At the beginning of 2013, ULI’s Board of Directors approved a focus on healthy communities as a cross-disciplinary theme for the organization. The Building Healthy Places Initiative is managed by a dedicated team with a strong understanding of the connections between health and the built environment. The Building Healthy Places Initiative staff works to connect ULI’s powerful global networks with research and resources to move the conversation forward.
- Raising awareness
- Defining the approach
- Exploring the value proposition
- Advancing the state of practice and policy
Meet the Staff
Senior Vice President
Rachel MacCleery is Senior Vice President at the Urban Land Institute, where she leads the organization’s Building Healthy Places Initiative and other programs. Via Building Healthy Places, MacCleery is spearheading ULI’s efforts to leverage the power of its global networks to shape projects and places in ways that improve the health of people and communities. The initiative seeks to advance understanding of and action on connections between the built environment and health; it is currently focused on topics including transformation of urban and suburban arterials, connections between food and real estate, active transportation, and more. Rachel has extensive knowledge of land use, environment and sustainability, social equity, and infrastructure policy and practice issues. Rachel has a Masters Degree in Public Administration and Urban and Regional Planning, and previously worked for AECOM and the District of Columbia Department of Transportation. She speaks Mandarin Chinese and lives in Washington, DC with her husband and three children. Learn more about the ULI Building Healthy Places Initiative at www.uli.org/health.
Sara Hammerschmidt is Senior Director, Content at the Urban Land Institute, where she develops content and programs focused on the impact of the built environment on public health through the Building Healthy Places Initiative. Throughout her career, Sara has done extensive work on issues that lie at the intersection of health and the built environment. Previously, she worked at PolicyLink in Oakland, California, researching the inclusion of social and economic equity into projects, plans, and policies that are being implemented at the intersection of health and the built environment. Sara has spoken on the topics of Health Impact Assessment, the role of urban planning in creating healthier cities, and recommendations for incorporating health into all built environment decision making at several national conferences.
Sara holds an M.S. and Ph.D. in Community and Regional Planning from the University of Texas at Austin, where her research focused on developing recommendations for how planning departments across the country can incorporate public health considerations into their work. She also holds a B.S. in Industrial Operations and Engineering from the University of Michigan, and worked for eight years in the technology industry prior to graduate school.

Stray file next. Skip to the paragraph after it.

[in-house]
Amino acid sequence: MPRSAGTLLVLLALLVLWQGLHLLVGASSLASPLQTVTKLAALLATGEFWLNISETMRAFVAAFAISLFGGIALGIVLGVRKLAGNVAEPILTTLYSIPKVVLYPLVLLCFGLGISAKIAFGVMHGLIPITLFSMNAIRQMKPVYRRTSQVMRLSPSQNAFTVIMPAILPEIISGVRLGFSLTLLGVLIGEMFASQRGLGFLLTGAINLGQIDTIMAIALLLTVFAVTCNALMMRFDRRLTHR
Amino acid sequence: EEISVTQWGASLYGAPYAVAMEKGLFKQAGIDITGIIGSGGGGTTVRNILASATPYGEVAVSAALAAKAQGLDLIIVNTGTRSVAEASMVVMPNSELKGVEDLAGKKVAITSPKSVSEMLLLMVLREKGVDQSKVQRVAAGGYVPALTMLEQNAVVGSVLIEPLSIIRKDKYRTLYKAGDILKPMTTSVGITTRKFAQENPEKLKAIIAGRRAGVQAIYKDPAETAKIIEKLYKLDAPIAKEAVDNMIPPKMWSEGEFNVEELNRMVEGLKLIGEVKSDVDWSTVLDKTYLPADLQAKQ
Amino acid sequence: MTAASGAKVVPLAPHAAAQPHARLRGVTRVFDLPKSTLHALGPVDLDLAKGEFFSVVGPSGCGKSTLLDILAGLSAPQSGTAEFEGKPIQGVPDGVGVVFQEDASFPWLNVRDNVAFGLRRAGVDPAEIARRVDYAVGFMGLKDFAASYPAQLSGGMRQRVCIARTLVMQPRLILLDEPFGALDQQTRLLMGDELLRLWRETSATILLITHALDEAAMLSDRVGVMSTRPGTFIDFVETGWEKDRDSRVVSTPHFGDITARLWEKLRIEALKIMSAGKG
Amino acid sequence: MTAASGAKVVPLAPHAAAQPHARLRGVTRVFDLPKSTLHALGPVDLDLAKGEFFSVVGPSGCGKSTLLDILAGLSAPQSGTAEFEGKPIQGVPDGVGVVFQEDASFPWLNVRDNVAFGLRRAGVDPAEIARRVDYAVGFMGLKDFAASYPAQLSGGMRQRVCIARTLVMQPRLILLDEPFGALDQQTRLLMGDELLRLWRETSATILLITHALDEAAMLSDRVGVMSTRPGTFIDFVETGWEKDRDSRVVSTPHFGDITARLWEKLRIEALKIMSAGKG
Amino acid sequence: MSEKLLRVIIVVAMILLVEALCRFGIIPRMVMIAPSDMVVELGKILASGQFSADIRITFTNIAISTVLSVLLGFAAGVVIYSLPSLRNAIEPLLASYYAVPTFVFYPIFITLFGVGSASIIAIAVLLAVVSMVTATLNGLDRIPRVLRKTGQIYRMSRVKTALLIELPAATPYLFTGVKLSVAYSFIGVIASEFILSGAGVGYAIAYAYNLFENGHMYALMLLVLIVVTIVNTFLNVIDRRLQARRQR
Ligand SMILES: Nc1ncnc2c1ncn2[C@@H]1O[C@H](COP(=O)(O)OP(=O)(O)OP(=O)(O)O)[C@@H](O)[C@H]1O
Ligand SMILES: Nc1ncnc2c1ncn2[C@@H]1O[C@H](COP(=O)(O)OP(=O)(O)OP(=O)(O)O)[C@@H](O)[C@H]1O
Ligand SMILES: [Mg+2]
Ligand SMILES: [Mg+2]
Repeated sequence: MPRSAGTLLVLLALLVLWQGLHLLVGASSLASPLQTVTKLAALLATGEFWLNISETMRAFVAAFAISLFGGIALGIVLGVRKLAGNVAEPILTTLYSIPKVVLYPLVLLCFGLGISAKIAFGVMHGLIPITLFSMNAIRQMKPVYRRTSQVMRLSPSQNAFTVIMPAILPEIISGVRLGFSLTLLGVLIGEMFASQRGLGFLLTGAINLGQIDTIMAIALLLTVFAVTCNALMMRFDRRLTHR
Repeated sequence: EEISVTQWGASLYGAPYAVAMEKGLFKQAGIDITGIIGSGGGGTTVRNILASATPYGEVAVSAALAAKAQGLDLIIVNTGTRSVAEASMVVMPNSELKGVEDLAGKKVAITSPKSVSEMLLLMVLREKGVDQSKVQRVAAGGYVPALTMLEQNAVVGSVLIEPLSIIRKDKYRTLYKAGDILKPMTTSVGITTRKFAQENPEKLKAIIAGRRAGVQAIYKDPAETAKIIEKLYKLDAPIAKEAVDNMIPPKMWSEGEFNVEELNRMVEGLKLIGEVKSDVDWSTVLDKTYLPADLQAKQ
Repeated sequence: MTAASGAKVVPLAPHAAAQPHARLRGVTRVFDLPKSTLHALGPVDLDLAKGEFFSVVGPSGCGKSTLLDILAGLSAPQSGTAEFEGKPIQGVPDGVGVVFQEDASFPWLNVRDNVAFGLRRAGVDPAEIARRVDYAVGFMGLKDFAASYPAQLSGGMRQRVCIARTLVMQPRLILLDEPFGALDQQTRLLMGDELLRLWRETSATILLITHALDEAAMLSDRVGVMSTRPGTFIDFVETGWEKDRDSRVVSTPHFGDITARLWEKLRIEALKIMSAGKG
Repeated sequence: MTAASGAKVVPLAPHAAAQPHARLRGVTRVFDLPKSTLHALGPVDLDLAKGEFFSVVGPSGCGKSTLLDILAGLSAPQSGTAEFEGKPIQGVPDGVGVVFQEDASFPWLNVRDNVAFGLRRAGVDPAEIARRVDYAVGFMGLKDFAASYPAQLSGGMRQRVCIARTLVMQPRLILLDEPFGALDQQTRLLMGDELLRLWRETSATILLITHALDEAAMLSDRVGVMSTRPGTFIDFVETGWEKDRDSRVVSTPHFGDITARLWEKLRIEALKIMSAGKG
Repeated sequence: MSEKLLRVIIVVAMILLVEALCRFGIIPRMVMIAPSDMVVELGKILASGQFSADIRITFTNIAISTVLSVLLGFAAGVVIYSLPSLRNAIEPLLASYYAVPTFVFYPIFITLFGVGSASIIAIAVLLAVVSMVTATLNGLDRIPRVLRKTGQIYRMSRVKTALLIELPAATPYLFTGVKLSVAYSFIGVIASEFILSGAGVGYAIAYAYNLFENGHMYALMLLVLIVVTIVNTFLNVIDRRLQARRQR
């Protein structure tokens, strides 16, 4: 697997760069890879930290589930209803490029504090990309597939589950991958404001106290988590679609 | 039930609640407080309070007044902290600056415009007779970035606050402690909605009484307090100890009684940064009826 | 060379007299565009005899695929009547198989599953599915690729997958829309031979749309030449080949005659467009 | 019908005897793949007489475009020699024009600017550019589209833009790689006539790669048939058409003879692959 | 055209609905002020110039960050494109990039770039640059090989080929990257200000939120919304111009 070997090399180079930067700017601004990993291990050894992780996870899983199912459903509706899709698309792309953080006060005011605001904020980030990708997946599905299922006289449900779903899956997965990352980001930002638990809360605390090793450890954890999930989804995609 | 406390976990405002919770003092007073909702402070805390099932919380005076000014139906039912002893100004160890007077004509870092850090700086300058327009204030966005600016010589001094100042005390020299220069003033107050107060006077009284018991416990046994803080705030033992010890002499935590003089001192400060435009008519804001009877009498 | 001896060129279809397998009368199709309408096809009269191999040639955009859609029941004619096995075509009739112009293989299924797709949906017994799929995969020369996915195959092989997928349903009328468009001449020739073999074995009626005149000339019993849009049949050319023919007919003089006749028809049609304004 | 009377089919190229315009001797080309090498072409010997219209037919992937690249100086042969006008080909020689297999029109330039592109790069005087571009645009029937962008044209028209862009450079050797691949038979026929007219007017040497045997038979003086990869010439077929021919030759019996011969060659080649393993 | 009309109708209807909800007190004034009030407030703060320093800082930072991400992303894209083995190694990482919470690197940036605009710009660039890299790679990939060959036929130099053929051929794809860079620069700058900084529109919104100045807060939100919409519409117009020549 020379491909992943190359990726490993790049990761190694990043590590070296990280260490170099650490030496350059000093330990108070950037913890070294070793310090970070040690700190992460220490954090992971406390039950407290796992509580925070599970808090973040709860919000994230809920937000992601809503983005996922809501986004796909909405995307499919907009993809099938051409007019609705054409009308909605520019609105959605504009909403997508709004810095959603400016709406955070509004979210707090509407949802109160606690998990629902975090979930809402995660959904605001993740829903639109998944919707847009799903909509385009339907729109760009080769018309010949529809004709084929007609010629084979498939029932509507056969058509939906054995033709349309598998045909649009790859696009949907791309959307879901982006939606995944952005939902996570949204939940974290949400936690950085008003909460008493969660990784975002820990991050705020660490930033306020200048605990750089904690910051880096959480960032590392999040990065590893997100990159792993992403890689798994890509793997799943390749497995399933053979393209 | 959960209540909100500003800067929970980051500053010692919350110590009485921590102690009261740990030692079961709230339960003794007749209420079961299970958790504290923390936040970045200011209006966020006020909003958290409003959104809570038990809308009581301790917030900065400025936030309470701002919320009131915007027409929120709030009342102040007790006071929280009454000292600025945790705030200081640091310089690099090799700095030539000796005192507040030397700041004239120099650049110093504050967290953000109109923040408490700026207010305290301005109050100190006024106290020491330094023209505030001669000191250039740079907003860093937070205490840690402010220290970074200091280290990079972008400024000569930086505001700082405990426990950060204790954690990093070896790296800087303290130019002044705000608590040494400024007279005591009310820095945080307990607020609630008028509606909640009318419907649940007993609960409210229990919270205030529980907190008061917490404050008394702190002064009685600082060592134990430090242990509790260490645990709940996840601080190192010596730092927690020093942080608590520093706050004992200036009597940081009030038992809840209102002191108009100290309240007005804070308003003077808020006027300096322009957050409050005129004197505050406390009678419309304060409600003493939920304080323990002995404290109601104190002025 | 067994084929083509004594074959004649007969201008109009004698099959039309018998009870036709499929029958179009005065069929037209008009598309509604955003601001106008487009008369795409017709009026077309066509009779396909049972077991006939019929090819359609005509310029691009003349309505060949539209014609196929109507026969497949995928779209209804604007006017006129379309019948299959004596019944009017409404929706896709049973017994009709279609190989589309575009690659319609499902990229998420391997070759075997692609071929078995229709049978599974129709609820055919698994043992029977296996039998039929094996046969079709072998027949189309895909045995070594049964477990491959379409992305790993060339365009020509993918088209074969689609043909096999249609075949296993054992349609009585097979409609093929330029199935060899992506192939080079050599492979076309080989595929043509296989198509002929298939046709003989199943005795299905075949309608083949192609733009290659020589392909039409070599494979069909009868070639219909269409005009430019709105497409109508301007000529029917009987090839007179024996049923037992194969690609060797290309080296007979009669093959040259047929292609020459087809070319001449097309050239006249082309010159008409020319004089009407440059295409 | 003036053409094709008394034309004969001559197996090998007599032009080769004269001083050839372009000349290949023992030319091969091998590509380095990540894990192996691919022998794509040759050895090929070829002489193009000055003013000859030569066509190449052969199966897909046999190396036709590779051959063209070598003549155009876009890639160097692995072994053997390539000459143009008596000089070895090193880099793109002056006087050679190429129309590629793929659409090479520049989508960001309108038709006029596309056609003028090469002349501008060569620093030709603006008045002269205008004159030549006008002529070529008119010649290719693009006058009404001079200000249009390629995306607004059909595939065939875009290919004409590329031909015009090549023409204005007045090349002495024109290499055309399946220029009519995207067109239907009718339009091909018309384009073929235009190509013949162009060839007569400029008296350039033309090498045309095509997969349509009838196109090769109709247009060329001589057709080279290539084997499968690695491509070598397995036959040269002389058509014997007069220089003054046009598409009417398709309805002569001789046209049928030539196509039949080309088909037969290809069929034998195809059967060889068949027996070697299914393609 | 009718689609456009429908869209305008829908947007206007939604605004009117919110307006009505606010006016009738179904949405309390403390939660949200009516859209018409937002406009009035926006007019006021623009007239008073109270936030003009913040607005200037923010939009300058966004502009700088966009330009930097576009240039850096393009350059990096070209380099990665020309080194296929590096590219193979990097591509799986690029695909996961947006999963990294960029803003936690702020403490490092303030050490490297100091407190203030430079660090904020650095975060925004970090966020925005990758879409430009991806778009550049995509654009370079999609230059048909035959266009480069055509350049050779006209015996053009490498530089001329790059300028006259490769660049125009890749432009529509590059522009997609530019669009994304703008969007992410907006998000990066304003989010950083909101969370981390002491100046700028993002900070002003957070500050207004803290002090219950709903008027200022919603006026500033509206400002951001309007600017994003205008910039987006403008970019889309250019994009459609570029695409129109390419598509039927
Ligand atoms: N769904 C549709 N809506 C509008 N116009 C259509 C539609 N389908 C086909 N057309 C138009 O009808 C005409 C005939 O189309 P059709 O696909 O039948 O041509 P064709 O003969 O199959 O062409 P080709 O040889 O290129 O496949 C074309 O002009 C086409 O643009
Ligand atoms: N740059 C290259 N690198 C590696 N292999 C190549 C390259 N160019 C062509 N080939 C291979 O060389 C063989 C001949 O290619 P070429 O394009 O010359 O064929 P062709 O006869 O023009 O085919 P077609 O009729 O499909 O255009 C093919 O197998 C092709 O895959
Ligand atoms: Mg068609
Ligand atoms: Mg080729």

Matthew Norris supports the Building Healthy Places Initiative and works on projects linking health, sustainability and development. He previously worked at the Tri-State Transportation Campaign where he focused on improving access to safe, reliable and equitable modes of transportation throughout southern New Jersey and the Greater Philadelphia area. Matt earned his Master’s in City and Regional Planning from Rutgers University-New Brunswick in 2010, where he focused on international development and comprehensive planning. Matt also holds a B.A. in Sociology from the University of Kansas.
Aysha Cohen supports the Building Healthy Places Initiative and works on projects linking health, sustainability and development. She is a graduate of UCLA’s Masters of Urban & Regional Planning (MURP) program. While at UCLA, she conducted research as a Fulbright Eco-Leadership scholar in Canada and as a UCLA Institute for Transportation Studies (ITS) scholar in Los Angeles. Her capstone research for the District Department of Transportation (DDOT), “Equity in Motion: Bikeshare in Low-Income Communities”, geospatially and statistically analyzed 84 factors to forecast bikeshare ridership at the station-level in high poverty areas of Washington, DC. She is a co-founder of “The Olive Tree Initiative: Armenia-Turkey”, an interdisciplinary travel-study conflict resolution group. She speaks Spanish, Turkish and English.
Senior ULI Advisers
Juanita Hardy has over 41 years of business experience, including 31 years with IBM, and over 35 years in the arts as a nonprofit leader, trustee, collector, and patron of the arts. She is the former Executive Director of CulturalDC, a nonprofit committed to making space for artists and art organizations and fostering cultural and economic vibrancy in communities through its creative placemaking services. Read more.
Charles E. Fraser Chair on Sustainable Development and Environmental Policy
Ed McMahon is nationally known as an inspiring and thought-provoking speaker and leading authority on topics related to sustainable development, land conservation, smart growth, and historic preservation. McMahon is the author or coauthor of 15 books and more than 300 articles. Read more.